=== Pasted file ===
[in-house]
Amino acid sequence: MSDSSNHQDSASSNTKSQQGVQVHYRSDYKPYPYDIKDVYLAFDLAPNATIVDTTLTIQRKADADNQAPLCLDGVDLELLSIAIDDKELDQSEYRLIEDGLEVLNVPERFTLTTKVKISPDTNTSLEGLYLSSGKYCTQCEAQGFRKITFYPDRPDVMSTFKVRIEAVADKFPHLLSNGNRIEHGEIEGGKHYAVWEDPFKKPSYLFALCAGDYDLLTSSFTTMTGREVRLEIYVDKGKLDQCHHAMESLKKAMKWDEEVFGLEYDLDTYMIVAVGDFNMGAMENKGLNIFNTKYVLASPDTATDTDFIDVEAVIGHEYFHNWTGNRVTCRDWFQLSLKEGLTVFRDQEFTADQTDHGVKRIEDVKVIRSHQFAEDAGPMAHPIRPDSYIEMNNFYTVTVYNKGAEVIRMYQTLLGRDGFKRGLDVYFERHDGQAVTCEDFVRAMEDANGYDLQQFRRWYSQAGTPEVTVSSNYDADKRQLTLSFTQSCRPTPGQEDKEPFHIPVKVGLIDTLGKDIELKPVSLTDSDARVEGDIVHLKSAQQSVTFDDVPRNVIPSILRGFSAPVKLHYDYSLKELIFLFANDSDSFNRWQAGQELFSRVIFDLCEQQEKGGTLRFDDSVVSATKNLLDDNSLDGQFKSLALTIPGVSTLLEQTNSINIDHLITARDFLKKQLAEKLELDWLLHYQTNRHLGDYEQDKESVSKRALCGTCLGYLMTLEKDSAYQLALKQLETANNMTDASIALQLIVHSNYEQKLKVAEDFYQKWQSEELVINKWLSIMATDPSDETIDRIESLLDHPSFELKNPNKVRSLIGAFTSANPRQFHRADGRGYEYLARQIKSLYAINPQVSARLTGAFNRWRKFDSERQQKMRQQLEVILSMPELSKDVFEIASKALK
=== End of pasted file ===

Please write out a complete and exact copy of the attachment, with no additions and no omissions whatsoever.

[in-house]
Amino acid sequence: MSDSSNHQDSASSNTKSQQGVQVHYRSDYKPYPYDIKDVYLAFDLAPNATIVDTTLTIQRKADADNQAPLCLDGVDLELLSIAIDDKELDQSEYRLIEDGLEVLNVPERFTLTTKVKISPDTNTSLEGLYLSSGKYCTQCEAQGFRKITFYPDRPDVMSTFKVRIEAVADKFPHLLSNGNRIEHGEIEGGKHYAVWEDPFKKPSYLFALCAGDYDLLTSSFTTMTGREVRLEIYVDKGKLDQCHHAMESLKKAMKWDEEVFGLEYDLDTYMIVAVGDFNMGAMENKGLNIFNTKYVLASPDTATDTDFIDVEAVIGHEYFHNWTGNRVTCRDWFQLSLKEGLTVFRDQEFTADQTDHGVKRIEDVKVIRSHQFAEDAGPMAHPIRPDSYIEMNNFYTVTVYNKGAEVIRMYQTLLGRDGFKRGLDVYFERHDGQAVTCEDFVRAMEDANGYDLQQFRRWYSQAGTPEVTVSSNYDADKRQLTLSFTQSCRPTPGQEDKEPFHIPVKVGLIDTLGKDIELKPVSLTDSDARVEGDIVHLKSAQQSVTFDDVPRNVIPSILRGFSAPVKLHYDYSLKELIFLFANDSDSFNRWQAGQELFSRVIFDLCEQQEKGGTLRFDDSVVSATKNLLDDNSLDGQFKSLALTIPGVSTLLEQTNSINIDHLITARDFLKKQLAEKLELDWLLHYQTNRHLGDYEQDKESVSKRALCGTCLGYLMTLEKDSAYQLALKQLETANNMTDASIALQLIVHSNYEQKLKVAEDFYQKWQSEELVINKWLSIMATDPSDETIDRIESLLDHPSFELKNPNKVRSLIGAFTSANPRQFHRADGRGYEYLARQIKSLYAINPQVSARLTGAFNRWRKFDSERQQKMRQQLEVILSMPELSKDVFEIASKALK